8. See Damanik, 2002, pp. 87-101. Many books on Ikhwanul Muslimin have recently been translated into Indonesian, one of them by Abdul Hamid Al-Ghazali, Pilar-Pilar Kebangkitan Umat (Haula asasiyat Al-Masyru’ Al-Islami linahdlah Al-Umah). Jakarta: Al I’tishom, 2001.
9. The Central Leadership Board of the Justice Party published a guidebook for tarbiyah (education) that explains the values a cadre must imbibe. See Tarbiyah Menjawab Tantangan, Refleksi 20 Tahun Pembaharuan Tarbiyah di Indonesia (Tarbiyah Responding to Challenges: A Reflection on the 20 Years of the Tarbiyah Reform in Indonesia). Jakarta: Departemen Kaderisasi DPP Partai Keadilan, Muharram 1423 (2002).
10. Tarbiyah Responding, 2002, p. 103.
11. Muhammad Fuad, ‘Civil Society in Indonesia: The Potential and Limits of Muhammadiyah’, Soujourn, Journal of Social Issues in Southeast Asia, Volume 17(2), October 2002, pp. 133-163.
12. For a recent expression of the thinking of traditionalist Islam, see the pieces by Ulil Abshar Abdalla. Abdalla is young rising thinker of the Nahdlatul Ulama tradition. His pieces can found in his web page, www.islamlib.com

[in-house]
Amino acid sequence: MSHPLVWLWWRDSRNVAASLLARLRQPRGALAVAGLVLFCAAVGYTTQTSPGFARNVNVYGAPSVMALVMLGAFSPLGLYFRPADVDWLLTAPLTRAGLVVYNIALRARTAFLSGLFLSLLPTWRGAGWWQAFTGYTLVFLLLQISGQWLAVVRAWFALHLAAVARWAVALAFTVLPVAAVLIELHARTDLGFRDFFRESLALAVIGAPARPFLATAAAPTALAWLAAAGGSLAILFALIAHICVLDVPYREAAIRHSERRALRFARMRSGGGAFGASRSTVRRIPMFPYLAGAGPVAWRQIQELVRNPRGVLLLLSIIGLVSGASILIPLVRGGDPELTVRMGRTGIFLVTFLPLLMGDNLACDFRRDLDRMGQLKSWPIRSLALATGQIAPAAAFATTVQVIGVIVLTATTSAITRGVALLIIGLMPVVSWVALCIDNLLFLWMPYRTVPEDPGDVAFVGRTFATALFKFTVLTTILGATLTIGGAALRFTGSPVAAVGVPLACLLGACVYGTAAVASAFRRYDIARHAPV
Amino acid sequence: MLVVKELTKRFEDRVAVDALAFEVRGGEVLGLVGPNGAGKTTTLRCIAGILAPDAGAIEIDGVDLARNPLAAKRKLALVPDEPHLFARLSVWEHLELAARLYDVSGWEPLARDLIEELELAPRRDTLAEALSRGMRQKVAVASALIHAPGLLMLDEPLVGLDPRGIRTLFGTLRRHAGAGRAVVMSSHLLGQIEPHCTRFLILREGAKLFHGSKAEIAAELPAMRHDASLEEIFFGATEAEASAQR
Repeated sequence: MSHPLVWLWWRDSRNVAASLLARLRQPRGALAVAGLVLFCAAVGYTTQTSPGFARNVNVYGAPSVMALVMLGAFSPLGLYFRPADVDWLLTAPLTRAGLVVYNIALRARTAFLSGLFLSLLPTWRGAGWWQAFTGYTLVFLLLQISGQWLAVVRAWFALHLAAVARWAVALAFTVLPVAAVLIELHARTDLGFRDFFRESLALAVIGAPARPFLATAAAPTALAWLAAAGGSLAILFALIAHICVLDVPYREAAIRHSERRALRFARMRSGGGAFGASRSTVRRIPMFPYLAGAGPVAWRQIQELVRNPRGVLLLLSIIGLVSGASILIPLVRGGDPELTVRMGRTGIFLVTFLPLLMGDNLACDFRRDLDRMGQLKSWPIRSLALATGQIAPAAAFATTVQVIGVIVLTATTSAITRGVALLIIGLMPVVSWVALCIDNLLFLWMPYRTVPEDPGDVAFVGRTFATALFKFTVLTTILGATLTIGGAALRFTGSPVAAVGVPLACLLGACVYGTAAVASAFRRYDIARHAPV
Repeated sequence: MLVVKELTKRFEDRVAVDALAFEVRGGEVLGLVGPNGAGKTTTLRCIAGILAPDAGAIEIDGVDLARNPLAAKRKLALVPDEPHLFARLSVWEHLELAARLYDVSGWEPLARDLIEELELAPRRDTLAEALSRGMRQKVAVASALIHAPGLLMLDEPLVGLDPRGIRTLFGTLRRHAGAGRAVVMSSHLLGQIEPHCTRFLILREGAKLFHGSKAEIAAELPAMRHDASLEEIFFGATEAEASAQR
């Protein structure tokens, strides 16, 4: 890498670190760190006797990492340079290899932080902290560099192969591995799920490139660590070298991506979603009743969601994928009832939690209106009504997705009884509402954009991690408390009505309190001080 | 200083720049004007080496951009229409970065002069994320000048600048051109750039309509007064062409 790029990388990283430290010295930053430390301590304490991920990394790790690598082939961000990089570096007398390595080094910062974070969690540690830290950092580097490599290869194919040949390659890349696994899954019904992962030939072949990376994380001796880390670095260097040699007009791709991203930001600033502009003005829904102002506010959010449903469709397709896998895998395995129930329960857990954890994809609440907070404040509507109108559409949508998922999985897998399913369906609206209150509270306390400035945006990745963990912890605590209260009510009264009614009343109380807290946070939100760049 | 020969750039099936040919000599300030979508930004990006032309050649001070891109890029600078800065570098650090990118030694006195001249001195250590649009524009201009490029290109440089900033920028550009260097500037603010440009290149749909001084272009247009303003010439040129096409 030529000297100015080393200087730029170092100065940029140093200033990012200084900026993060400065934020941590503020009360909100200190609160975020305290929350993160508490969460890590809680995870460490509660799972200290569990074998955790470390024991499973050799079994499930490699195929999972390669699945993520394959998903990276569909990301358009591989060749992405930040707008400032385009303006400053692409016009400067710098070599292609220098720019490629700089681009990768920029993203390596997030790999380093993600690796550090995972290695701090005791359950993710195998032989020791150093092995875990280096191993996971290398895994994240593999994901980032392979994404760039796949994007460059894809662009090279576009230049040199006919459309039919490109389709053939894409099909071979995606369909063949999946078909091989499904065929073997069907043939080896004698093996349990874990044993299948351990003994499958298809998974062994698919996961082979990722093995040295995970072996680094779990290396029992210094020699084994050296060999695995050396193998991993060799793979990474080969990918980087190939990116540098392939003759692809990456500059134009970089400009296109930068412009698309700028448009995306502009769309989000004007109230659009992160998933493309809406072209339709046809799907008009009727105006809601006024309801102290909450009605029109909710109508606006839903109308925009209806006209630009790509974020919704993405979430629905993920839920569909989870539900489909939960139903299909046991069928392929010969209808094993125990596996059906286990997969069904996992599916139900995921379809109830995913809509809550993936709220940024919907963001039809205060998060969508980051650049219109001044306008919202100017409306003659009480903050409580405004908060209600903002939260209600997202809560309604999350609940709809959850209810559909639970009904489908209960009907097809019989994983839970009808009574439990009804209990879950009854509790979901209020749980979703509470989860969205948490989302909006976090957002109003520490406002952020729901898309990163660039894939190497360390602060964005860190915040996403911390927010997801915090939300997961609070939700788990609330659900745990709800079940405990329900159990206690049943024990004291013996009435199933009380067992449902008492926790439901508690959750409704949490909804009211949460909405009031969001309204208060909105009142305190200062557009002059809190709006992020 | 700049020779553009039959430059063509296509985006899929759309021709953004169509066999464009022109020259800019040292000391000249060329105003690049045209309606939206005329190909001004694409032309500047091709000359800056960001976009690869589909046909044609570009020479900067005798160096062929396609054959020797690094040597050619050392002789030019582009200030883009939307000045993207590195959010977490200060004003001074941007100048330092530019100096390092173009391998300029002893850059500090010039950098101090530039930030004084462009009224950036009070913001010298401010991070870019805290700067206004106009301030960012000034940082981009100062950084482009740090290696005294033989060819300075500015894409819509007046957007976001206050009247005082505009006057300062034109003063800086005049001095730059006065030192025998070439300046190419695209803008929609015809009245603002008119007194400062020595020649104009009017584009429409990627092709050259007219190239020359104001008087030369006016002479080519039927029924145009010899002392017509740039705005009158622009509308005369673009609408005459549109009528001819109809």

13. In early 1999, Abdalla formed a group that would write and speak to ‘combat’ the radical rhetoric. Deliberately, and provocatively, he called the group ‘Network of Liberal Islam’.
14. I thank Saiful Latief for sharing his opinion on this matter with me in an interview. Depok, 9 May 2003.
15. For a discussion of Asian values and modernity in Malaysia, see Maila Stivens, ‘Sex, Gender and the Making of the New Malay Middle Classes’, in Krishna Sen and Maila Stivens (eds.) Gender and Power in Affluent Asia. London and New York: Routledge, 1998.